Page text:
The US is evacuating diplomats from an Iraqi consulate citing credible threats from Iran

Iraqi protesters chant slogans as they gather outside the burnt-down local government headquarters in the southern city of Basra on September 7, 2018.
Haidar Mohammed/ALI/AFP/Getty Images

The US is closing its consulate in Basra, Iraq, and evacuating all diplomats stationed there citing threats from Iran, according to Secretary of State Mike Pompeo.

Pompeo’s Friday decision, first reported by the Wall Street Journal, is out of concern for the safety of US personnel stationed in Basra, the southern Iraqi city near the border with Iran that has seen several episodes of violent protests and rioting in recent weeks.

Pompeo chose to evacuate the diplomats because of “the increasing and specific threats and incitement to attack our personnel and facilities in Iraq,” he said in a Friday statement. The consulate was the target of a rocket attack on Friday, and while there were no casualties, concerns back in Washington grew.

The secretary noted that the US is watching the situation closely — and may respond should there be any escalation. “I have advised the Government of Iran that the United States will hold Iran directly responsible for any harm to Americans or to our diplomatic facilities in Iraq or elsewhere,” he added in the statement. “I have made clear that Iran should understand that the United States will respond promptly and appropriately to any such attacks.”

The move comes at a particularly sensitive time as tensions between Washington and Tehran have skyrocketed during the Trump administration.

Last Saturday, unidentified attackers killed roughly 30 people and injured another 70 during a military parade in Iran. Tehran has blamed both Saudi Arabia and the US for being behind the attack, a charge the Trump administration denies.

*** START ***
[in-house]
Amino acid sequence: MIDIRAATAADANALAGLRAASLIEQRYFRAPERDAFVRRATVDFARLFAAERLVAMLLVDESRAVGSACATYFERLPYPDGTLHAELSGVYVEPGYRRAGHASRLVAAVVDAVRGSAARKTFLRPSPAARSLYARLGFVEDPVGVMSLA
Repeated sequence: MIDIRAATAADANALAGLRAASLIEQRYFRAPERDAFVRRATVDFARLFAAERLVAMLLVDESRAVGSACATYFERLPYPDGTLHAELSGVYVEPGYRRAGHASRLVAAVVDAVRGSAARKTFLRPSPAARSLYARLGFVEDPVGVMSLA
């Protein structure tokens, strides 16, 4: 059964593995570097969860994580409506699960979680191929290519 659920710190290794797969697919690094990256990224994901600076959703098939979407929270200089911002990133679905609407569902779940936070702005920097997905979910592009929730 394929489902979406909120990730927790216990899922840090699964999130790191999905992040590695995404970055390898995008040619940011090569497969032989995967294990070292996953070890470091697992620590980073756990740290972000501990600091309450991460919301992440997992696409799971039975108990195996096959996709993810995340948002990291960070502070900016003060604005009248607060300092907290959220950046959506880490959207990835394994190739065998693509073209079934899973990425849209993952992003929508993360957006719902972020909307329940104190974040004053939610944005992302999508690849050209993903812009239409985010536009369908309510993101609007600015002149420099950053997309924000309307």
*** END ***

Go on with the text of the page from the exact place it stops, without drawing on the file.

And on Tuesday, President Donald Trump used his speech at the United Nations General Assembly in New York to hammer Iran over its support for terrorism and aggression against US allies in the Middle East.

“Iran’s leaders sow chaos, death, and destruction,” Trump told the hundreds of world leaders gathered for the meeting. “They do not respect their neighbors or borders, or the sovereign rights of nations. Instead, Iran’s leaders plunder the nation’s resources to enrich themselves and to spread mayhem across the Middle East and far beyond.”

Iranian President Hassan Rouhani responded, claiming the US was responsible for “economic terrorism” toward his country. The US reimposed sanctions on Iran once it withdrew from the nuclear deal in May, exacerbating an already severe downturn in the Iranian economy.

But it’s not just the Washington-Tehran animosity that led to the consulate’s closure — it’s also the persistent unrest in Basra itself.

Basra is in Iran’s sights

In early September, Iraqis in Basra protested against poor governance out of Baghdad — leading to food and water shortages in the city, among other things — and Iran’s meddling in Iraqi affairs.

The animosity toward Iran was particularly strong, as rioters set fire to the Iranian consulate and the headquarters of almost every Iranian-backed militia in the city.

My colleague Jennifer Williams explained why Iran earned the ire of demonstrators:

Many people in Basra blame Iran for supporting corrupt Iraqi officials and the Shia militias headquartered in the city, which are thriving while the majority of the people continue to struggle with poverty and unemployment.

And people are getting tired of Iran’s meddling.

“If anyone needs more proof that Iran isn’t always everyone’s favorite neighbor, here you have it,” Rasha Al Aqeedi, a fellow at the Foreign Policy Research Institute who specializes in Iraqi politics, tweeted at the time. “Nonetheless this is a serious escalation with dire consequences.”

Shia militias loyal to Tehran vowed to respond aggressively to the Basra protests.

“We will have a response to those who are carrying out acts of arson and sabotage,” said Abu Yasser al-Jaafari, a militia commander, during a news conference on September 8.

So Pompeo and others in the Trump administration seem to have acted out of concern that Iran or its proxies might soon mount a campaign to target the US consulate and the diplomats stationed there.

It’s the latest sign that America’s relationship with Iran is becoming increasingly fraught.

Update: This post was updated with the statement by Secretary of State Mike Pompeo.

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